That said, Slash’s “silence” definitely isn’t the only problem with the video–only Axl Rose could come up with a music video with a budget over a million dollars that runs for over nine minutes and have a narrative that leaves the audience confused as to what exactly happened, and not in a good way. We can allow that the band uses a good portion of the video to show the fabulous orchestra that they hired for the song, flute and all, and we’re willing to accept the fact that for the sake of narrative this was a romance built to last since the bride-to-be could hang out and smoke cigarettes at a dive bar with the rest of the band (easily one of the strongest foundations a couple can have for their relationship). We can even appreciate Stephanie Seymour’s wonderfully tacky wedding dress and the subtle nods to the various personalities of the other band members, like the fact that Slash forgot where he put the wedding ring but good thing Duff McKagan is there to save the day. Still, everybody wants to know 1) Why the hell did that guy dive right into the wedding cake? and 2) What the hell happened to Stephanie Seymour?** That’s what happens when you cram two acts of the narrative into the last 45 seconds of a video. You end up asking questions like “Does Stephanie Seymour melt in the rain because she’s a witch?” and “Did these fuckers just pull the ‘this was all a dream’ trick?”
It’s easy to see that this video was the clearest example of the various symptoms that would plague the band for the rest of their career, and was but a microcosm of the ridiculous excess that would plague the enduring debacle that was Chinese Democracy. Still, this song and video is a definite highlight when this time of year comes along, no matter how ridiculous and nonsensical the entire enterprise is.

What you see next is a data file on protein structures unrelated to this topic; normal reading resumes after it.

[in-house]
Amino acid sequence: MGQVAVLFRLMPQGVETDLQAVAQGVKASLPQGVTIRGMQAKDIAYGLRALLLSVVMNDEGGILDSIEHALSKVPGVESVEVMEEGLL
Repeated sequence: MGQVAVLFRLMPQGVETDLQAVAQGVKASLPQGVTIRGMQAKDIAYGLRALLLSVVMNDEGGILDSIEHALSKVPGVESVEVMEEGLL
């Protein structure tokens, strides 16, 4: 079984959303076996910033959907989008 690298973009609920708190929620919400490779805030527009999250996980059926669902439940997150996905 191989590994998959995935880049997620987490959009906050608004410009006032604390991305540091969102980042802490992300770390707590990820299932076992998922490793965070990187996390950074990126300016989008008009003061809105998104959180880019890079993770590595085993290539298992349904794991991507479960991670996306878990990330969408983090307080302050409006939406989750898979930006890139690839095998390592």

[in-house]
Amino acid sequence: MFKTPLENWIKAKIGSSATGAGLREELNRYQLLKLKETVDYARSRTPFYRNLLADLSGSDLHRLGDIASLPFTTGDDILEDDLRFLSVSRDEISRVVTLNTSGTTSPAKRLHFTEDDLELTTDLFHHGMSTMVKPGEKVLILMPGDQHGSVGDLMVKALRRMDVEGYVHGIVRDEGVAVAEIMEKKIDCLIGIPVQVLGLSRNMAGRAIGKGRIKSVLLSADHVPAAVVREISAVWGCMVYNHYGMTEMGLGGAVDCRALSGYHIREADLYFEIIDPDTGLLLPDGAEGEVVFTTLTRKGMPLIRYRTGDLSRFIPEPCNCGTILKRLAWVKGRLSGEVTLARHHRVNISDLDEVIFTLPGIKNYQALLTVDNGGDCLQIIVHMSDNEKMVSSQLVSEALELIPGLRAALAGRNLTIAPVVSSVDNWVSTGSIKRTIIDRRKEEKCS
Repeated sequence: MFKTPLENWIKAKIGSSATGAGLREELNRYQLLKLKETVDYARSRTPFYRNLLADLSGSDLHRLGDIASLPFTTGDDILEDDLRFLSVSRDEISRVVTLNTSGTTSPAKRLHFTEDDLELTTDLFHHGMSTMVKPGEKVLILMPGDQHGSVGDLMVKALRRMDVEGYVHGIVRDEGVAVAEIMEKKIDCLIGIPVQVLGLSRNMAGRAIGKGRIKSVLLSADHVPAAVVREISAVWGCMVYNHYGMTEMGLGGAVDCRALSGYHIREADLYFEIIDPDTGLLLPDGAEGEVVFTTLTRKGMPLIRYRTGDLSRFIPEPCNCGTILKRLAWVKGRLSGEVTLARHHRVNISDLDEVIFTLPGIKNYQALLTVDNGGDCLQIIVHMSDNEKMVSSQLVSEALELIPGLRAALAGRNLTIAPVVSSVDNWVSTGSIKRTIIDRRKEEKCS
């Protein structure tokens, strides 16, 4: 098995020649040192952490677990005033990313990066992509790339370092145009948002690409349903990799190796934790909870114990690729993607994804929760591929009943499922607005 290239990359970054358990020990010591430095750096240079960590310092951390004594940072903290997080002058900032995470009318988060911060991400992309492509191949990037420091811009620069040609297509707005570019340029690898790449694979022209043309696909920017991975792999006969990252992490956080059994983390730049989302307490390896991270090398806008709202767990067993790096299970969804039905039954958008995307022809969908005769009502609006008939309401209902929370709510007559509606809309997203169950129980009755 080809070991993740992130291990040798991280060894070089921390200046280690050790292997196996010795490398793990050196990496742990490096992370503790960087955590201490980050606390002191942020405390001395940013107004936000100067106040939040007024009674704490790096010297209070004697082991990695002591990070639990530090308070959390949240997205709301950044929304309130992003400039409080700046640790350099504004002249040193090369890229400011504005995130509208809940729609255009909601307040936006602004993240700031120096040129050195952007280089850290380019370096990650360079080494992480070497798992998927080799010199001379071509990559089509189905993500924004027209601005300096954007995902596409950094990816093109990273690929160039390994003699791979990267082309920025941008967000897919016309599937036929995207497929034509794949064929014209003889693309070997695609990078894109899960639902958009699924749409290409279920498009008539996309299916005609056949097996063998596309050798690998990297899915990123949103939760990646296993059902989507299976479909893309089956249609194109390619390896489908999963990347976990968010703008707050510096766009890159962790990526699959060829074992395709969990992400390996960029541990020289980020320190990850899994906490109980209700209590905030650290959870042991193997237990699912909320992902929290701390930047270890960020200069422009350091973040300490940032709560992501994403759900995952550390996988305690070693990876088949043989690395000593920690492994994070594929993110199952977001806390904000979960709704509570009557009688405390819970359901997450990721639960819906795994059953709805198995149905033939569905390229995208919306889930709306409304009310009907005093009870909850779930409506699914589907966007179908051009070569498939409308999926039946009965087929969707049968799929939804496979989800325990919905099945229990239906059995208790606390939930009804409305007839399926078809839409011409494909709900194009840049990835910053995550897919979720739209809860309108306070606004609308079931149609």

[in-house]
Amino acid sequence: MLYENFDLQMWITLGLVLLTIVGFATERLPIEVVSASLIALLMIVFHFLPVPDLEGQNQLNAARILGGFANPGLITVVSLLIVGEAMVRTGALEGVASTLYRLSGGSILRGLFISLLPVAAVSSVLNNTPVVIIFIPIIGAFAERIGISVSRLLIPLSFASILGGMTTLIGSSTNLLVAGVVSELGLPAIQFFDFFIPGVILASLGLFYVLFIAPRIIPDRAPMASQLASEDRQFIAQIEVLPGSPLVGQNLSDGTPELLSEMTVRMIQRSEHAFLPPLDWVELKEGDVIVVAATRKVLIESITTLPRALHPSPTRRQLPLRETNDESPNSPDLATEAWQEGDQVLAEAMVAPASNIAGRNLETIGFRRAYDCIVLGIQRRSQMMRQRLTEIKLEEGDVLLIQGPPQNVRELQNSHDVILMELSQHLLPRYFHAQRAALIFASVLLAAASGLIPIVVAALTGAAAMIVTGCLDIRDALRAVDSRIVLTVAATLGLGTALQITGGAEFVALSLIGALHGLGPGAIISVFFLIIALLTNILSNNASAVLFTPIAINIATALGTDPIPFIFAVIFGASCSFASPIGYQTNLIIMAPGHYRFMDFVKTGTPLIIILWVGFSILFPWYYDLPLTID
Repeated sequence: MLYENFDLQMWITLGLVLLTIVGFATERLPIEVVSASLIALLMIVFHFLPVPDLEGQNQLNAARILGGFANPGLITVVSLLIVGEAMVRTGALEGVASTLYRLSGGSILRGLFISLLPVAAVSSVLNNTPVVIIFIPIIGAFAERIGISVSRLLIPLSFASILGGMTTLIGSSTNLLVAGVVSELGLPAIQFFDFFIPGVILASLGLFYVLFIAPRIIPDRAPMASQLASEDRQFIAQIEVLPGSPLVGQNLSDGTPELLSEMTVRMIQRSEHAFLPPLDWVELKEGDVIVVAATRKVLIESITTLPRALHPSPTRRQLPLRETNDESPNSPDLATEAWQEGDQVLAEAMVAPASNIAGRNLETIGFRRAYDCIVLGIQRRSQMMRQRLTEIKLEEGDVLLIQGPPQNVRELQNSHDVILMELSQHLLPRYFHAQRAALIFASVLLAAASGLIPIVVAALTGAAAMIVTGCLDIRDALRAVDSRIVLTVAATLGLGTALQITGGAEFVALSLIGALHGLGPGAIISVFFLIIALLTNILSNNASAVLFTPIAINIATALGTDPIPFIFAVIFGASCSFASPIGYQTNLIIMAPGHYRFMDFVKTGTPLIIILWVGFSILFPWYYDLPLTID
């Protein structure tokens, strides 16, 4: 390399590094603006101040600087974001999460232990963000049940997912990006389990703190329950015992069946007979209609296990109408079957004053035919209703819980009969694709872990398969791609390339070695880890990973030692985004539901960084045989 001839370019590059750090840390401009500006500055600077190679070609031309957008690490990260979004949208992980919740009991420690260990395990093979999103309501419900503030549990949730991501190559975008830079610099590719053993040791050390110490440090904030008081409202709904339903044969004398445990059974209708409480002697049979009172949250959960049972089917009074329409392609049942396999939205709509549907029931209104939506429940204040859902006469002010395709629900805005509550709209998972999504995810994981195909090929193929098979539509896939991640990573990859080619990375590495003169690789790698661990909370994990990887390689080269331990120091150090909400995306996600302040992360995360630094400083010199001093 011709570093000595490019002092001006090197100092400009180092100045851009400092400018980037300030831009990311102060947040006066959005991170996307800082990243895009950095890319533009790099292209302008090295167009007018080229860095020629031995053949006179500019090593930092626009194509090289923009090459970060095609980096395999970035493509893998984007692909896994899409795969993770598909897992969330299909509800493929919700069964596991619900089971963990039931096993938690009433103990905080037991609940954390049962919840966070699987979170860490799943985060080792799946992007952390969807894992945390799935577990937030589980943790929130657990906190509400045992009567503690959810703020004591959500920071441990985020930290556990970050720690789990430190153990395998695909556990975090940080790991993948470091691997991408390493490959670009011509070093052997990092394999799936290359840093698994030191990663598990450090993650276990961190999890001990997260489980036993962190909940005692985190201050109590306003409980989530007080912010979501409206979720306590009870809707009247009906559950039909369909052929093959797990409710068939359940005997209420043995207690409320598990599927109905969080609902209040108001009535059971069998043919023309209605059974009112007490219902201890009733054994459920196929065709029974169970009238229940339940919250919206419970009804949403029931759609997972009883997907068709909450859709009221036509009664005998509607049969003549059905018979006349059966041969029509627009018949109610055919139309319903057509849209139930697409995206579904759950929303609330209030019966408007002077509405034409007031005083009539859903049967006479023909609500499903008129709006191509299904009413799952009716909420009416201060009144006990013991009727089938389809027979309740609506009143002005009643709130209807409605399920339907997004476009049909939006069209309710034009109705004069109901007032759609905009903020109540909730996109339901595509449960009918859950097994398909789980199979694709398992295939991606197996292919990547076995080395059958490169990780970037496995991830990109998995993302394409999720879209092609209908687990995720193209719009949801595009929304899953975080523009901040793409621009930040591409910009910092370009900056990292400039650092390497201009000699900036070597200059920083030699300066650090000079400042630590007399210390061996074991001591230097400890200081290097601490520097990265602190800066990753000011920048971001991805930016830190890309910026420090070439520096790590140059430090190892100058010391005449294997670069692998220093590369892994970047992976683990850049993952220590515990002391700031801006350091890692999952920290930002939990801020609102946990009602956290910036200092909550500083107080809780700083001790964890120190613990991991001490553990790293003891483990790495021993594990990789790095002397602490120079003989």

Story Time: About ten years ago, when I was on break from college, I was hanging out at my friend’s house, and joining us was his girlfriend at the time. She was a massive Guns N’ Roses fan, and was extremely excited to see the video playing on my friend’s TV. I took the opportunity to mention my various grievances with the video, namely the fact NOBODY CAN HEAR SLASH’S AMAZING GUITAR SOLO and the small fact that the entire video makes absolutely no sense. This besmirchment of the good name of Guns N’ Roses was too much for her to handle, so she threatened me with eviction from the premises if I said anything else (note: if you recall, this was in fact not her home, but my friend’s). So I shut up for a good two minutes, before I air-drummed one of those slow fills and sang “Bum Ba-da-dum Bum!” Despite the fact that I was showing my appreciation for the music emanating from the television speakers, this was TOO MUCH for the woman, and I was yelled at until I left the house.
I don’t think I ever saw her again, and my friend broke up with her not long after this incident. That’s how you end a story, Axl.
*It bugs the hell out of me that they write their name with the apostrophe after the ‘N’, but what are you going to do?
Last week, we took an in-depth look at Television’s brilliant debut album, Marquee Moon. As one would expect, we spent a fair amount of time discussing the brilliance of the instrumentals on the album, noting the excellent work of each member of the band beyond the usual praise for the dazzling and intricate guitar. For this edition of Feats of Strength, we’re going to be cliche and examine the band’s excellent guitar-playing, but do so for a song that is often overlooked: the album closer “Torn Curtain”.